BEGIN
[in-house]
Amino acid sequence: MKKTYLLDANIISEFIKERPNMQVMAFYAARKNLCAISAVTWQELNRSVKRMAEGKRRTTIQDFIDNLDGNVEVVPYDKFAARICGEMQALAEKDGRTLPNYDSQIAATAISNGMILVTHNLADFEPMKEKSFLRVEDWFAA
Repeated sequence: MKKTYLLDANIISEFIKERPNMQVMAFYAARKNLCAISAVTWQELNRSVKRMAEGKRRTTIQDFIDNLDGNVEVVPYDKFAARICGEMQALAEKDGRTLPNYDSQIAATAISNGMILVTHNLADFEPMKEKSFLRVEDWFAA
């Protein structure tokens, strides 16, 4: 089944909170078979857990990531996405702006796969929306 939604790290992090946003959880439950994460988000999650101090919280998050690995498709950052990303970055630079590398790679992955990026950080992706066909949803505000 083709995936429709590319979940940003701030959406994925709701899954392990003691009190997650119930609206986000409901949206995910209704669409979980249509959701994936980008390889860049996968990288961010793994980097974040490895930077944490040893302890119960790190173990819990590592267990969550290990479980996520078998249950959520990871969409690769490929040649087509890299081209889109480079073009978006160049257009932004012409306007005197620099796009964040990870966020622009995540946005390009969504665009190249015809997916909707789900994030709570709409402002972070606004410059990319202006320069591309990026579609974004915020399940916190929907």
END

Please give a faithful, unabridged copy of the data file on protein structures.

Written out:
[in-house]
Amino acid sequence: MKKTYLLDANIISEFIKERPNMQVMAFYAARKNLCAISAVTWQELNRSVKRMAEGKRRTTIQDFIDNLDGNVEVVPYDKFAARICGEMQALAEKDGRTLPNYDSQIAATAISNGMILVTHNLADFEPMKEKSFLRVEDWFAA
Repeated sequence: MKKTYLLDANIISEFIKERPNMQVMAFYAARKNLCAISAVTWQELNRSVKRMAEGKRRTTIQDFIDNLDGNVEVVPYDKFAARICGEMQALAEKDGRTLPNYDSQIAATAISNGMILVTHNLADFEPMKEKSFLRVEDWFAA
């Protein structure tokens, strides 16, 4: 089944909170078979857990990531996405702006796969929306 939604790290992090946003959880439950994460988000999650101090919280998050690995498709950052990303970055630079590398790679992955990026950080992706066909949803505000 083709995936429709590319979940940003701030959406994925709701899954392990003691009190997650119930609206986000409901949206995910209704669409979980249509959701994936980008390889860049996968990288961010793994980097974040490895930077944490040893302890119960790190173990819990590592267990969550290990479980996520078998249950959520990871969409690769490929040649087509890299081209889109480079073009978006160049257009932004012409306007005197620099796009964040990870966020622009995540946005390009969504665009190249015809997916909707789900994030709570709409402002972070606004410059990319202006320069591309990026579609974004915020399940916190929907």